This issue was also canvassed before the Pretoria High Court, in Baleni v Minister of Mineral Resources 2019 2 SA 453 (GP) where court ruled that companies must first seek permission from local communities if they plan to mine on their ancestral land (the famous Xolobeni judgment). There are, however, those who have challenged the High Court decision as one that would make it practically impossible to get mining rights on traditional land because of the numbers of people affected. The critics of the South African High Court’s decision did not however see any problem with the Constitutional Court’s decision which is seen as one with two sides of the requirement for consent of the occupiers: The first is the consent of the traditional authority as the lawful representative of the community; and the second is the consent of those directly affected, both of which do not require the consent of every single occupier and makes a provision for majority consent under common law. The problem with requiring consent of every person living within an area, even those not directly affected by any proposed development project is that one faction of the community in question may be in favour of the mine because of the potential economic benefits as a result of compensation and the other would be opposed because it would affect their traditional way of life.

Last year in September, the Pretoria High Court, again in Baleni and Others v Regional Manager Eastern Cape Department of Mineral Resources and Others [2020] 4 All SA 374 (GP), handed down yet another landmark judgment confirming that mining-affected communities have the right to access information about the projects that impact them. In a case filed by the Leaders of the Umgungundlovu community which had for the last five years been concerned about the impacts of titanium mining proposed in the Xolobeni area of the Eastern Cape and were refused access to the mining rights application. They approached the High Court under the Promotion of Access to Information Act (PAIA) of South Africa arguing that the usual process for requesting that kind of information places communities at a disadvantage and may prevent them from exercising their constitutional rights.  High Court ruled in favour of the Community ordering that interested and affected parties, the Community must be furnished with a copy of an application for a mining right to have meaningful consultation on an equal footing. What this means is mining community members will by default have access to the information to participate fully in discussions with mining companies and the state in their quest to realise other constitutional rights.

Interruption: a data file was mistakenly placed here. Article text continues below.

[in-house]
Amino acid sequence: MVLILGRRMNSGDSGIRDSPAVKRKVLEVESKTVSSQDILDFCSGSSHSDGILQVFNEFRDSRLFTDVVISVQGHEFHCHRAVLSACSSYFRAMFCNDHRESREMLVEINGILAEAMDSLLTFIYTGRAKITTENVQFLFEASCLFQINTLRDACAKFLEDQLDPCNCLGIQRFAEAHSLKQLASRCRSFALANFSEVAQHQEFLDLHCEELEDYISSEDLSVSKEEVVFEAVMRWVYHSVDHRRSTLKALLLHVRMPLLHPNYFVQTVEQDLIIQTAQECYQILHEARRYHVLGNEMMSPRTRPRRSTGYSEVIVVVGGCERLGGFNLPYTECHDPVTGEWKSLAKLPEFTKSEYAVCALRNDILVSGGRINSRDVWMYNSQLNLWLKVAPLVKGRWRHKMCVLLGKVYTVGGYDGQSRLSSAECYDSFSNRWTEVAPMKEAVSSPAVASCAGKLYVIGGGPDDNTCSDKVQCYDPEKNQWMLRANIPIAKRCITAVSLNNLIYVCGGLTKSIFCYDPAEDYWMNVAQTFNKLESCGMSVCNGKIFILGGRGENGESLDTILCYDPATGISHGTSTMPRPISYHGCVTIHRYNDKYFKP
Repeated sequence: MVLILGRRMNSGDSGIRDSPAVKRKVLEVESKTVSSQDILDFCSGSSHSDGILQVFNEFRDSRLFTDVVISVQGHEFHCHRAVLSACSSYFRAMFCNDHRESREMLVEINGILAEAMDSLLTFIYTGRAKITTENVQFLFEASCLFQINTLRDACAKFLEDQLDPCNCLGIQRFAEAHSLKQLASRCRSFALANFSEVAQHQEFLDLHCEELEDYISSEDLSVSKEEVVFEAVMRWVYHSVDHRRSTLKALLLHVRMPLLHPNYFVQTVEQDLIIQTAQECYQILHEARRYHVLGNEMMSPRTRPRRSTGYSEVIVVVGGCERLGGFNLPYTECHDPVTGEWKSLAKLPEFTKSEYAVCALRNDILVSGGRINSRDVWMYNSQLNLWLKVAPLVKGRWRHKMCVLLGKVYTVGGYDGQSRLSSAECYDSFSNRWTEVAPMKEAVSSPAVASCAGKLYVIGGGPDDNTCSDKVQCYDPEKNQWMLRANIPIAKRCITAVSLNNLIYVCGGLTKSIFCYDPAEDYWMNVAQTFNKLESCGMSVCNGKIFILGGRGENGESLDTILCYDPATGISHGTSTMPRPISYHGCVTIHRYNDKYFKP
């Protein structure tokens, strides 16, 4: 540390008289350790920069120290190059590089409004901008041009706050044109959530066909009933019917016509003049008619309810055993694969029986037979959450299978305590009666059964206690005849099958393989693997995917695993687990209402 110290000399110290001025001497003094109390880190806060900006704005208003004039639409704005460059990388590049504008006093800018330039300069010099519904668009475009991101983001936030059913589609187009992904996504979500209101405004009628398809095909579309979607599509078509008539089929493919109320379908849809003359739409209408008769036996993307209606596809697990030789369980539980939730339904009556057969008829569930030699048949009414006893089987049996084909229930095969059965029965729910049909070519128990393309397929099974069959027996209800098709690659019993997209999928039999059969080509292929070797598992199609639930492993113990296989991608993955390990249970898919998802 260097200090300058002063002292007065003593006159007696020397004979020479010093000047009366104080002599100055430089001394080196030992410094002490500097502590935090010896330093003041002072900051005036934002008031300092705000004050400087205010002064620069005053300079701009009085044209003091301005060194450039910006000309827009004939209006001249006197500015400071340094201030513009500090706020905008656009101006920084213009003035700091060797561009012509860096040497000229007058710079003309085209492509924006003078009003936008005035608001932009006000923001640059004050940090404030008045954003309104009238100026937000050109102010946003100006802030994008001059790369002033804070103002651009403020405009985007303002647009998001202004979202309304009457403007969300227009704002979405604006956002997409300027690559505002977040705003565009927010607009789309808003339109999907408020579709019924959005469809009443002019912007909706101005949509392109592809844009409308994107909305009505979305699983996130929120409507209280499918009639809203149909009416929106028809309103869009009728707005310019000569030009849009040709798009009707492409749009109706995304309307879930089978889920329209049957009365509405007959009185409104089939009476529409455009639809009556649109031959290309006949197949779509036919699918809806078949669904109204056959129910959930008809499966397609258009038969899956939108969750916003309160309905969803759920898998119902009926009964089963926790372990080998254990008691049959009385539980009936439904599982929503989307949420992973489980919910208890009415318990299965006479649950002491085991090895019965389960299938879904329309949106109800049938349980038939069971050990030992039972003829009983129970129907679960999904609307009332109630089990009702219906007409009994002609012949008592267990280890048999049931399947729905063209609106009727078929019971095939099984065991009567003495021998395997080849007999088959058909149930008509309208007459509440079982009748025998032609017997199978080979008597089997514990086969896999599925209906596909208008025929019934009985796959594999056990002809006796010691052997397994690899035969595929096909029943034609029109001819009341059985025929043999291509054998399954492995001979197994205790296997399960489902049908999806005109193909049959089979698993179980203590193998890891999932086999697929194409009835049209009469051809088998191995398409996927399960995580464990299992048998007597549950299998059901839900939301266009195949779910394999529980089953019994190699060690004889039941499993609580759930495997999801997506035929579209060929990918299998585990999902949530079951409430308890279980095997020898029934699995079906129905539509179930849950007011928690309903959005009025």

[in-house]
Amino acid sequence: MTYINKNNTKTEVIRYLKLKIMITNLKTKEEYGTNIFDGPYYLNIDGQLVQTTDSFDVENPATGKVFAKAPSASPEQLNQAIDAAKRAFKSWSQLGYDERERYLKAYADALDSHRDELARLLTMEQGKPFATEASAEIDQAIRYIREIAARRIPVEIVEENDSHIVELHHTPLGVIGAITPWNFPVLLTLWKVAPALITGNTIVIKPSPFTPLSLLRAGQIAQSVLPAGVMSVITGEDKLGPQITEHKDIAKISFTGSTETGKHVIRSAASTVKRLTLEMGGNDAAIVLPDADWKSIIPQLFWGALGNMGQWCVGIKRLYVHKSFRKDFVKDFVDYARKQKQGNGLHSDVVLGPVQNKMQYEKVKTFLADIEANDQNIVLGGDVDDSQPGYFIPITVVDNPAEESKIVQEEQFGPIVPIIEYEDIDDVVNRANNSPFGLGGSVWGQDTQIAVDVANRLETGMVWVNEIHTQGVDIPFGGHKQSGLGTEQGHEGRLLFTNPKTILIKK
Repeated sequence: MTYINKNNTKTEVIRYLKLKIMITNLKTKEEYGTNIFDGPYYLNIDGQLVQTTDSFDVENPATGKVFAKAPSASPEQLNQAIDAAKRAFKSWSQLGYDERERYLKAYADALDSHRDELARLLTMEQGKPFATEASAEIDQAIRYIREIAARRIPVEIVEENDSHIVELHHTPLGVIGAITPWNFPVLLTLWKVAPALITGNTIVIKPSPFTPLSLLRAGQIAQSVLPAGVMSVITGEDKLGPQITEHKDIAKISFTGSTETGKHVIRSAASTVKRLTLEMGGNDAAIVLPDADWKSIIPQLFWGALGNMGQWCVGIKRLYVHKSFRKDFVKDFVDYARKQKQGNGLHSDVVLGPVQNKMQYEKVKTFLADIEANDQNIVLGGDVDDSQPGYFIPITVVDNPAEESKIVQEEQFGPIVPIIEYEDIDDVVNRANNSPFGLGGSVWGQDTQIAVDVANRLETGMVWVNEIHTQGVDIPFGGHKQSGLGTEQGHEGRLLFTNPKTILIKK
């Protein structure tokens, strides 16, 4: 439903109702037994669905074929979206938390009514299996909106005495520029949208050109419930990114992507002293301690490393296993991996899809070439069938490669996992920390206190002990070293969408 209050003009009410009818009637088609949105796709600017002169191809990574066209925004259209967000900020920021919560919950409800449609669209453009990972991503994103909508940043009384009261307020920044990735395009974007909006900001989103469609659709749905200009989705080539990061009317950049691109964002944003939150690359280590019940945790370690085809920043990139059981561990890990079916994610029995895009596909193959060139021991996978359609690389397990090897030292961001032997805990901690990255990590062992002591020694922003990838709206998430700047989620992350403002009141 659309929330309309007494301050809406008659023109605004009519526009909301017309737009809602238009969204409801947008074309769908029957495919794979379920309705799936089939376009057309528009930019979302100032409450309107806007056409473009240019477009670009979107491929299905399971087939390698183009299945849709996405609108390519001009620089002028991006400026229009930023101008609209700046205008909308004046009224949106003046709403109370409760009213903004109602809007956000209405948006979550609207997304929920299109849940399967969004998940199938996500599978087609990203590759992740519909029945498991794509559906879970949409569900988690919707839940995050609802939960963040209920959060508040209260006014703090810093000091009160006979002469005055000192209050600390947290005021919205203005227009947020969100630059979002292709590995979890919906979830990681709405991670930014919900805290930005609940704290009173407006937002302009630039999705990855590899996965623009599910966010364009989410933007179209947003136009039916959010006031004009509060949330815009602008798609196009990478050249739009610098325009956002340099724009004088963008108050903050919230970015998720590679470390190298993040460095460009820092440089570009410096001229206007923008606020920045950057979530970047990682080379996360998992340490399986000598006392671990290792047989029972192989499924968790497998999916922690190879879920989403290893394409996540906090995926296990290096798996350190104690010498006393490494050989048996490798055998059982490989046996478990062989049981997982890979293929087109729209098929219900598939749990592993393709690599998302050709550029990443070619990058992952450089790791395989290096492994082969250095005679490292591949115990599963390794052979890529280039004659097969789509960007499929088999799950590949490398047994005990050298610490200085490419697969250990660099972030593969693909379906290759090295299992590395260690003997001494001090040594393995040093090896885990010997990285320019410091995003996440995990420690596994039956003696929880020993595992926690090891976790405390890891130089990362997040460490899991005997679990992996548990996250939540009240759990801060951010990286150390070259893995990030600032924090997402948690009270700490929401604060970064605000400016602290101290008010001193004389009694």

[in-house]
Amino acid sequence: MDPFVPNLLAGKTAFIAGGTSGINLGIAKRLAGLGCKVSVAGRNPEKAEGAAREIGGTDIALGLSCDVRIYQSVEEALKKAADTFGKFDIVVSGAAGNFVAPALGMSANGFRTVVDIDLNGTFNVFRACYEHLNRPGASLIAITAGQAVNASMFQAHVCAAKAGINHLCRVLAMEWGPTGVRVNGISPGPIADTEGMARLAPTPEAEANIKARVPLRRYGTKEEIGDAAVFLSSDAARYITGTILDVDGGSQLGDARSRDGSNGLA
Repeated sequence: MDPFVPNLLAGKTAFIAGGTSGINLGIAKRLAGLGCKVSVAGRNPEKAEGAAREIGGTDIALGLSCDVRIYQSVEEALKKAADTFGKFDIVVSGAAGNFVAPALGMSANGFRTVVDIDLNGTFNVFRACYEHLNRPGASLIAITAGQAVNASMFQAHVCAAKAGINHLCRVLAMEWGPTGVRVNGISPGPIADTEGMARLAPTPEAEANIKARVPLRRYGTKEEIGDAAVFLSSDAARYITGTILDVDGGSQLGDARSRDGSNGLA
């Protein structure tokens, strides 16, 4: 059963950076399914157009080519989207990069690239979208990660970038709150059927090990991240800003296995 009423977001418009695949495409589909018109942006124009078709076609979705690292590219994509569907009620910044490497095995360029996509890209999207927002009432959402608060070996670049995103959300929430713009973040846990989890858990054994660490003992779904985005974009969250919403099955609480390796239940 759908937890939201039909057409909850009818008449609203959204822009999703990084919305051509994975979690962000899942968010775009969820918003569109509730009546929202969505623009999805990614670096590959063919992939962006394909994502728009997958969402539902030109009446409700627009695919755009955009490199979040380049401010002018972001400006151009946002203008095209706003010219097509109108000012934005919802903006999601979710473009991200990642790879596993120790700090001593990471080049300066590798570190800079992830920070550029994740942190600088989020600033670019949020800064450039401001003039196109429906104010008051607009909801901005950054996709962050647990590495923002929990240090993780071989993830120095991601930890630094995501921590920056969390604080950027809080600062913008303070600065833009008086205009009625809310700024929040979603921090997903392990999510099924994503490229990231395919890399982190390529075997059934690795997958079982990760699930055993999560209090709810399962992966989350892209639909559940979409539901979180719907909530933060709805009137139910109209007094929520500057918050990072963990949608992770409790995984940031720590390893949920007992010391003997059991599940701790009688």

The Court, in the case of Patrick Musimba v National Land Commission & 4 others [2016] eKLR, opined that it had no doubt that the State under Article 69 of the Constitution is enjoined to ensure sustainable development and is also bound to ensure that every person has a right to a clean and healthy environment. However, physical development must also be allowed to foster to ensure that the other guaranteed rights and freedoms are also achieved. Such physical development must however be undertaken within a constitutional and statutory framework to ensure that the environment thrives and survives. It is for such reason that the Constitution provides for public participation in the management, protection and conservation of the environment. It is for the same reason too that the Environmental Management and Coordination Act (“the EMCA”) has laid out certain statutory safe guards to be observed when a person or the State initiates any physical development.